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Telling unchanging stories

For a career that has become a profession, the political class perform surprisingly badly at the job. Here’s two lessons you can learn from their mistakes last month.

1) Tell your story, then stop. Journalists are very good at spotting weaknesses in stories.  Bill English kept telling them his story about Todd Barclay each day they asked, and they spotted subtle differences every time – which made for new headlines. We have no truck with the ridiculous notion that telling your story only “fuels the fire”. But once you’ve told your story, there’s no need, and every risk, in continuing to tell it.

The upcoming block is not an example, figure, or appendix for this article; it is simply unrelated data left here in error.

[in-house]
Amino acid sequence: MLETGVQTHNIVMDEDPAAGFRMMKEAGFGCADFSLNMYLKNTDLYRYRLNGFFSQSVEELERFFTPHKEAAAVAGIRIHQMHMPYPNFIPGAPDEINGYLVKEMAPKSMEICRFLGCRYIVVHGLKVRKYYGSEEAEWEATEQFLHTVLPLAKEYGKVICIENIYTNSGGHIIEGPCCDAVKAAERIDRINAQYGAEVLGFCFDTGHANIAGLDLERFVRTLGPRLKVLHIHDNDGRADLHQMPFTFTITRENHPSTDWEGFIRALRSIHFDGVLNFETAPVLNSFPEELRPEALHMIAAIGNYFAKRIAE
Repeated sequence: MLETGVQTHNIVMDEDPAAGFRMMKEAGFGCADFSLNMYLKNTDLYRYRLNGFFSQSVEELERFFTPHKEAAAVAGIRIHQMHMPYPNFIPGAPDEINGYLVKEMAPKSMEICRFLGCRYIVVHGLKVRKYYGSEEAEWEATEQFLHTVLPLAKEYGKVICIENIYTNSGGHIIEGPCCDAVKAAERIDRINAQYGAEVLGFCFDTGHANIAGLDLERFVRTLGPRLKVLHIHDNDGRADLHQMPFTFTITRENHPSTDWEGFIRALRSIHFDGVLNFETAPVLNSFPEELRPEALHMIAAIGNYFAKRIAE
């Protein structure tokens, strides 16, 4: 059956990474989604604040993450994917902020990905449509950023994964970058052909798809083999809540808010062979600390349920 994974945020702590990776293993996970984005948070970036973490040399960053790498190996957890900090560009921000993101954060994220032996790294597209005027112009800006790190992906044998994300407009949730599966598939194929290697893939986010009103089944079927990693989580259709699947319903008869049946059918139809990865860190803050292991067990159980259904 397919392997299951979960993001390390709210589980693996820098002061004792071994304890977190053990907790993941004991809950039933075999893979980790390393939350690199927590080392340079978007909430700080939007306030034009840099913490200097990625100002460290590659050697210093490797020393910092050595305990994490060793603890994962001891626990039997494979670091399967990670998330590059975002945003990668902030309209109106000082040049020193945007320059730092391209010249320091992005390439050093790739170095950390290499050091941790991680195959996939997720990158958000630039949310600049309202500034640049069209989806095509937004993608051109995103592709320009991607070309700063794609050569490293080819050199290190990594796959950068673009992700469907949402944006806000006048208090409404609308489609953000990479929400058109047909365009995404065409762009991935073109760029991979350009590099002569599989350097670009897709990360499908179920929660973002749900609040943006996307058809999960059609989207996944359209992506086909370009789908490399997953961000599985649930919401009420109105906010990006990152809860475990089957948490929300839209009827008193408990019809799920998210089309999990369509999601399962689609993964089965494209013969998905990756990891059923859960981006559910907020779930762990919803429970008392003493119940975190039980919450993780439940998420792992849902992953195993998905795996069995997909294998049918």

2) Tell a solid story – even one against yourself. Andrew Kirton’s rush to Auckland to fix the controversial intern scheme was an all-action response that almost saved their reputation. Almost. The story that the scheme had been ‘too successful’ was too clever to be true. Journalists soon discovered inconsistencies.  A far more solid ‘story’ required a brave heart: to acknowledge that the practical difficulties were an illustration of exactly what happens when you bring people into the country with good intentions but inadequate infrastructure.

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